An inflatable pool is an aboveground pool, but unlike aboveground models that have metal or plastic frames, inflatable pools are made entirely of vinyl or other soft material. That makes the unfilled pool extremely lightweight, so you can easily take it down and move it or store it for the winter. A high-quality inflatable pool is very durable, and it will stay in place when your family is playing in the water.
Inflatable pool benefits
Inexpensive: Building an inground pool can cost more than $20,000, and many permanent aboveground pools can run a few thousand dollars. A good-quality inflatable pool usually costs a few hundred dollars.
Easy to set up: An aboveground pool with a frame can take several hours to set up, while an inflatable pool usually takes less than about 45 minutes to inflate, so you can be filling it with water within an hour.
Easy to move: Because an inflatable pool is lightweight and easy to set up, you can empty it and move it around your yard with ease. That makes it an ideal option if you’re renting a home because you can take the pool with you when you move. An inflatable pool is also easy to deflate and store in your garage or shed for the winter.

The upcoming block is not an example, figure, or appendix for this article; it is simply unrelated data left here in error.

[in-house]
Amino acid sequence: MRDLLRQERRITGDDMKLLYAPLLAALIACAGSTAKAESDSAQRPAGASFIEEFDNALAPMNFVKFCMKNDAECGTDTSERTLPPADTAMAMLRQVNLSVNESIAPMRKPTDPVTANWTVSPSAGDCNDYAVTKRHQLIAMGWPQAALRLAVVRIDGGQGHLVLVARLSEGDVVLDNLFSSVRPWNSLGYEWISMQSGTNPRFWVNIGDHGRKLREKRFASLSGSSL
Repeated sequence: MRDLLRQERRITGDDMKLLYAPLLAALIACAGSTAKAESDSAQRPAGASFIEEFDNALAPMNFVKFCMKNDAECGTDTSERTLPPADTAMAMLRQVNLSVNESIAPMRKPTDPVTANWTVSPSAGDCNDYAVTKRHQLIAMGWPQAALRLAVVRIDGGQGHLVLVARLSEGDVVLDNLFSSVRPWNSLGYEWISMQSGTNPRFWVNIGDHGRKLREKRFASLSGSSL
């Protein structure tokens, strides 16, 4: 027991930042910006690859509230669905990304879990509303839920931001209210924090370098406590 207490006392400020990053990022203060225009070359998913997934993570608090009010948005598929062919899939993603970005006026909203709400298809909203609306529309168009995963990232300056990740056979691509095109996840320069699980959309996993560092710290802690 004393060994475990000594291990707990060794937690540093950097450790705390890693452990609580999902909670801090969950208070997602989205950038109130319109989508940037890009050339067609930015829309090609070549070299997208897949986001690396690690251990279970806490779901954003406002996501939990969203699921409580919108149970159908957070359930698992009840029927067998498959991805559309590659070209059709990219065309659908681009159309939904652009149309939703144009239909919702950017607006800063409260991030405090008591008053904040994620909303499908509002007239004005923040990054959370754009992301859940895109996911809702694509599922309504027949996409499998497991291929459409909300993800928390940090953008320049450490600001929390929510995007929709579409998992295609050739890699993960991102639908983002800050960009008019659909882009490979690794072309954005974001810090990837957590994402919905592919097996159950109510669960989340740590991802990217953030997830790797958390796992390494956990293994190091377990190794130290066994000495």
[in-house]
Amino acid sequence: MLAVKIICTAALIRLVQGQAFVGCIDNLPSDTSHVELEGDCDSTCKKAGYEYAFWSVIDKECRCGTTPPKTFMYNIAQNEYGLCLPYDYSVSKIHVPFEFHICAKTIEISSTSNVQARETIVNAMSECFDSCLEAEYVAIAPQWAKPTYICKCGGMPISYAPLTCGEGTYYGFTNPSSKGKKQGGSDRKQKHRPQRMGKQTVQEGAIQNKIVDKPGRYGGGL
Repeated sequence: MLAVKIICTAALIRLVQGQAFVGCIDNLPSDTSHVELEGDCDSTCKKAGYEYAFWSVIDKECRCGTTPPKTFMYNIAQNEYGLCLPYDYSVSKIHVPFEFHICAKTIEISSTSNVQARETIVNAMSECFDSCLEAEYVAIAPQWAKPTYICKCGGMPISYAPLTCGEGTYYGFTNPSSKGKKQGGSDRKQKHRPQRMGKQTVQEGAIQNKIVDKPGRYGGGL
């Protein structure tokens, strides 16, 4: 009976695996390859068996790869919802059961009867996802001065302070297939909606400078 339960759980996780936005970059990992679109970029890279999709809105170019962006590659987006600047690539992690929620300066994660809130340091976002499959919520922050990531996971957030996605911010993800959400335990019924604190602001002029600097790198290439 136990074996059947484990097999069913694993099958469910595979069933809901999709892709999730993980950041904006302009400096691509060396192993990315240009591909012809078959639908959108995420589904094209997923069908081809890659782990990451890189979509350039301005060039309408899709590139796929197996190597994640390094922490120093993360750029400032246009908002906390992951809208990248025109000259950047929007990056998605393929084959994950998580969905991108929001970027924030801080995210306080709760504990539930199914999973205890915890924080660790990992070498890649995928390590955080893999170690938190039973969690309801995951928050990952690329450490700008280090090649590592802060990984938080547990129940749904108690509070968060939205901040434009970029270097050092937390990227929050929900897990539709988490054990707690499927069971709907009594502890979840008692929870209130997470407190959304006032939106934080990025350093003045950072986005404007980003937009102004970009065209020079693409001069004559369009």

The quality of an inflatable pool’s material determines how durable and stable the pool is. For a high-quality pool, look for one made with a combination of polyvinyl chloride (PVC) and rubber. Pools that are made with a few layers of PVC are usually the most durable and sturdy.
After considering the material, the size of an inflatable pool is the most important consideration when you’re trying to make sure it will work well for your family. When you’re choosing a size, remember to take into account the space that the pool will take up in your yard so you can be sure that you have enough space to set it up.
3 feet in diameter: Small inflatable pools work best for one or two children.
5 to 6 feet in diameter: Mid-size inflatable pools work well for a few children and an adult to supervise.
20 feet in diameter: Large inflatable pools can accommodate multiple children and adults, so they work well for the entire family.
Pay attention to the depth of the pool, too. A deep inflatable pool poses the same drowning risk for children as an inground pool.
Most inflatable pools are round or oval, but you can also find some rectangular models. Rectangular pools are ideal if your yard is short on space, while oval styles work best if you have a narrow yard. In general, round inflatable pools require the most space, particularly if you’re dealing with a larger model.